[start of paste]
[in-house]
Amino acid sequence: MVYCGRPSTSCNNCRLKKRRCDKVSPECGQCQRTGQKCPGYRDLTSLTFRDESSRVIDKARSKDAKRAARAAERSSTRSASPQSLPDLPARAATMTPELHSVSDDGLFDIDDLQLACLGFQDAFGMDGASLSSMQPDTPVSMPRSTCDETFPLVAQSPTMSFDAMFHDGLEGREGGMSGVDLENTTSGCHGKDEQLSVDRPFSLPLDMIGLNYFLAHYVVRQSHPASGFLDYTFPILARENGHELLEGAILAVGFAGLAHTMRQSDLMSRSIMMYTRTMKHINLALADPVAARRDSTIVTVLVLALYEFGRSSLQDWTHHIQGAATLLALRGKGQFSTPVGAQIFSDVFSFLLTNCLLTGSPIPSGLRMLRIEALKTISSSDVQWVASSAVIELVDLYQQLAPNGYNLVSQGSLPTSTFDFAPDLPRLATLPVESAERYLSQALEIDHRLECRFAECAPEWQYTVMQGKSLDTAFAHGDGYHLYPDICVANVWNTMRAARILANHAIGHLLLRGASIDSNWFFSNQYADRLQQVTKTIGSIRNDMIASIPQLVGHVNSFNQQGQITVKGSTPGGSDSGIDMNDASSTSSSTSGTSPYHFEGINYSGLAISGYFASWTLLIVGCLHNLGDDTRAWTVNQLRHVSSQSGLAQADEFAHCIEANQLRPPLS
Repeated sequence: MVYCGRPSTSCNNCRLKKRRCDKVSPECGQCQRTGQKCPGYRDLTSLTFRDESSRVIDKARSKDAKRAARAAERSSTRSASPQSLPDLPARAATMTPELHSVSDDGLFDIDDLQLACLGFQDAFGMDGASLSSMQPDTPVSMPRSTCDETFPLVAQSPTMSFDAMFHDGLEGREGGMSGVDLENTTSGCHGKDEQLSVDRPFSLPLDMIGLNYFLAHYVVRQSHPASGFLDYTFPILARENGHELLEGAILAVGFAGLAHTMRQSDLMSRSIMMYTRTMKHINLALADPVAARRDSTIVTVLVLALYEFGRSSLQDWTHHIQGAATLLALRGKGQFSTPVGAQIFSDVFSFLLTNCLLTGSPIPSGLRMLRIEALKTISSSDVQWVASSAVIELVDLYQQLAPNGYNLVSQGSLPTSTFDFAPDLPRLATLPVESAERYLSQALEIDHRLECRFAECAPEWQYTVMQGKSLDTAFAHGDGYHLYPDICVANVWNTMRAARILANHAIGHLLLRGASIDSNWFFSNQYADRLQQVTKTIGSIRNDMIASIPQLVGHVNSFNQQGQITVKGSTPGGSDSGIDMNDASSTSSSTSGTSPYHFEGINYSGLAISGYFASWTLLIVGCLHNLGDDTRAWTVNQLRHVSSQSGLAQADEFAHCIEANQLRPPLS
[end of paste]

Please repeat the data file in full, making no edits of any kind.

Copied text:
[in-house]
Amino acid sequence: MVYCGRPSTSCNNCRLKKRRCDKVSPECGQCQRTGQKCPGYRDLTSLTFRDESSRVIDKARSKDAKRAARAAERSSTRSASPQSLPDLPARAATMTPELHSVSDDGLFDIDDLQLACLGFQDAFGMDGASLSSMQPDTPVSMPRSTCDETFPLVAQSPTMSFDAMFHDGLEGREGGMSGVDLENTTSGCHGKDEQLSVDRPFSLPLDMIGLNYFLAHYVVRQSHPASGFLDYTFPILARENGHELLEGAILAVGFAGLAHTMRQSDLMSRSIMMYTRTMKHINLALADPVAARRDSTIVTVLVLALYEFGRSSLQDWTHHIQGAATLLALRGKGQFSTPVGAQIFSDVFSFLLTNCLLTGSPIPSGLRMLRIEALKTISSSDVQWVASSAVIELVDLYQQLAPNGYNLVSQGSLPTSTFDFAPDLPRLATLPVESAERYLSQALEIDHRLECRFAECAPEWQYTVMQGKSLDTAFAHGDGYHLYPDICVANVWNTMRAARILANHAIGHLLLRGASIDSNWFFSNQYADRLQQVTKTIGSIRNDMIASIPQLVGHVNSFNQQGQITVKGSTPGGSDSGIDMNDASSTSSSTSGTSPYHFEGINYSGLAISGYFASWTLLIVGCLHNLGDDTRAWTVNQLRHVSSQSGLAQADEFAHCIEANQLRPPLS
Repeated sequence: MVYCGRPSTSCNNCRLKKRRCDKVSPECGQCQRTGQKCPGYRDLTSLTFRDESSRVIDKARSKDAKRAARAAERSSTRSASPQSLPDLPARAATMTPELHSVSDDGLFDIDDLQLACLGFQDAFGMDGASLSSMQPDTPVSMPRSTCDETFPLVAQSPTMSFDAMFHDGLEGREGGMSGVDLENTTSGCHGKDEQLSVDRPFSLPLDMIGLNYFLAHYVVRQSHPASGFLDYTFPILARENGHELLEGAILAVGFAGLAHTMRQSDLMSRSIMMYTRTMKHINLALADPVAARRDSTIVTVLVLALYEFGRSSLQDWTHHIQGAATLLALRGKGQFSTPVGAQIFSDVFSFLLTNCLLTGSPIPSGLRMLRIEALKTISSSDVQWVASSAVIELVDLYQQLAPNGYNLVSQGSLPTSTFDFAPDLPRLATLPVESAERYLSQALEIDHRLECRFAECAPEWQYTVMQGKSLDTAFAHGDGYHLYPDICVANVWNTMRAARILANHAIGHLLLRGASIDSNWFFSNQYADRLQQVTKTIGSIRNDMIASIPQLVGHVNSFNQQGQITVKGSTPGGSDSGIDMNDASSTSSSTSGTSPYHFEGINYSGLAISGYFASWTLLIVGCLHNLGDDTRAWTVNQLRHVSSQSGLAQADEFAHCIEANQLRPPLS